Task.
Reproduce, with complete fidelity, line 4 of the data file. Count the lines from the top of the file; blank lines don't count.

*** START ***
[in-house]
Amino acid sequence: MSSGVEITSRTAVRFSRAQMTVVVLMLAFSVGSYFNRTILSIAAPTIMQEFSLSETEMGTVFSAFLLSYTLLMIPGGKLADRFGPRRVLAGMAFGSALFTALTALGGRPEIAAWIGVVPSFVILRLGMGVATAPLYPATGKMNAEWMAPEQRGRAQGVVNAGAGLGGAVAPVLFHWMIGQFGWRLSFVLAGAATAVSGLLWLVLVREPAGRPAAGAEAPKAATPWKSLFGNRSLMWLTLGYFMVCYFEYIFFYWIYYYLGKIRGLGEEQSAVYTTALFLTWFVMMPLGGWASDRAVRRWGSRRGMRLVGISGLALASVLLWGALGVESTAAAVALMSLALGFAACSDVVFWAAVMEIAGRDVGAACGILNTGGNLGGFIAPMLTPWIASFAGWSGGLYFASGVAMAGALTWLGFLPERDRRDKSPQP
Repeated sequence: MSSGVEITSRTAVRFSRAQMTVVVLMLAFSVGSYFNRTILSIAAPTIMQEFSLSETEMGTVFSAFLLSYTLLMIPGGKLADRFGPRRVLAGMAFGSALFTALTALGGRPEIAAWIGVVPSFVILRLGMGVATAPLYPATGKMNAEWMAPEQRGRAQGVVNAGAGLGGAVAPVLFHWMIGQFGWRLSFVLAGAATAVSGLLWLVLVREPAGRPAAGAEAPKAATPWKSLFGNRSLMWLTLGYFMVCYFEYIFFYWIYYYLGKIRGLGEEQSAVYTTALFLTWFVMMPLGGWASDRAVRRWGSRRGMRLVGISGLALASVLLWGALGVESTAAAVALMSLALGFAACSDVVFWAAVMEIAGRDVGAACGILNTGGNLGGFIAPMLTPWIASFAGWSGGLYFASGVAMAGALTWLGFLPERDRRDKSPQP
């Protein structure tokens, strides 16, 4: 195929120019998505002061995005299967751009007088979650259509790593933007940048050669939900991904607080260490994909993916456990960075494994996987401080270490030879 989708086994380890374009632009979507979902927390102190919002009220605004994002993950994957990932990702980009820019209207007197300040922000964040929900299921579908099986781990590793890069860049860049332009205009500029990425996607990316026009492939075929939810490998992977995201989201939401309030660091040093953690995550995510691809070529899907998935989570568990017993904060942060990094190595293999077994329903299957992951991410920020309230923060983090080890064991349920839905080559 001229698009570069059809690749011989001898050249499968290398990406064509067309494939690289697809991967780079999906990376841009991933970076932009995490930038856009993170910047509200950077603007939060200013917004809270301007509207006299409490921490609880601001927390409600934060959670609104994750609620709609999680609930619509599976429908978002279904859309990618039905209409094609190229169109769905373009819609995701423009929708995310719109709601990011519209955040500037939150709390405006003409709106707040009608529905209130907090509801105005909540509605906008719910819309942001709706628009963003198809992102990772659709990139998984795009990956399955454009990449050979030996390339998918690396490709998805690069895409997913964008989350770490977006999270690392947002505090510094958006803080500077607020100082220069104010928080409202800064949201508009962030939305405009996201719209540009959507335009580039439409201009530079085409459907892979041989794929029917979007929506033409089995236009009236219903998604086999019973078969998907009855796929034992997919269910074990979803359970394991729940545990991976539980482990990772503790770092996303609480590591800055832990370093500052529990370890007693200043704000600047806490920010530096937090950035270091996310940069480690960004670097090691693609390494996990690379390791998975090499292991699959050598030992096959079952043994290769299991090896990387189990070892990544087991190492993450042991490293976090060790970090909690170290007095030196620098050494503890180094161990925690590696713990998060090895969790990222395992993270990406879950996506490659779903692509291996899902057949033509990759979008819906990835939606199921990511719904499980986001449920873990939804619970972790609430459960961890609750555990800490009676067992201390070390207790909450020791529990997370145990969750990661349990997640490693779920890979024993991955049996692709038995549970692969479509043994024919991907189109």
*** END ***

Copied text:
């Protein structure tokens, strides 16, 4: 195929120019998505002061995005299967751009007088979650259509790593933007940048050669939900991904607080260490994909993916456990960075494994996987401080270490030879 989708086994380890374009632009979507979902927390102190919002009220605004994002993950994957990932990702980009820019209207007197300040922000964040929900299921579908099986781990590793890069860049860049332009205009500029990425996607990316026009492939075929939810490998992977995201989201939401309030660091040093953690995550995510691809070529899907998935989570568990017993904060942060990094190595293999077994329903299957992951991410920020309230923060983090080890064991349920839905080559 001229698009570069059809690749011989001898050249499968290398990406064509067309494939690289697809991967780079999906990376841009991933970076932009995490930038856009993170910047509200950077603007939060200013917004809270301007509207006299409490921490609880601001927390409600934060959670609104994750609620709609999680609930619509599976429908978002279904859309990618039905209409094609190229169109769905373009819609995701423009929708995310719109709601990011519209955040500037939150709390405006003409709106707040009608529905209130907090509801105005909540509605906008719910819309942001709706628009963003198809992102990772659709990139998984795009990956399955454009990449050979030996390339998918690396490709998805690069895409997913964008989350770490977006999270690392947002505090510094958006803080500077607020100082220069104010928080409202800064949201508009962030939305405009996201719209540009959507335009580039439409201009530079085409459907892979041989794929029917979007929506033409089995236009009236219903998604086999019973078969998907009855796929034992997919269910074990979803359970394991729940545990991976539980482990990772503790770092996303609480590591800055832990370093500052529990370890007693200043704000600047806490920010530096937090950035270091996310940069480690960004670097090691693609390494996990690379390791998975090499292991699959050598030992096959079952043994290769299991090896990387189990070892990544087991190492993450042991490293976090060790970090909690170290007095030196620098050494503890180094161990925690590696713990998060090895969790990222395992993270990406879950996506490659779903692509291996899902057949033509990759979008819906990835939606199921990511719904499980986001449920873990939804619970972790609430459960961890609750555990800490009676067992201390070390207790909450020791529990997370145990969750990661349990997640490693779920890979024993991955049996692709038995549970692969479509043994024919991907189109």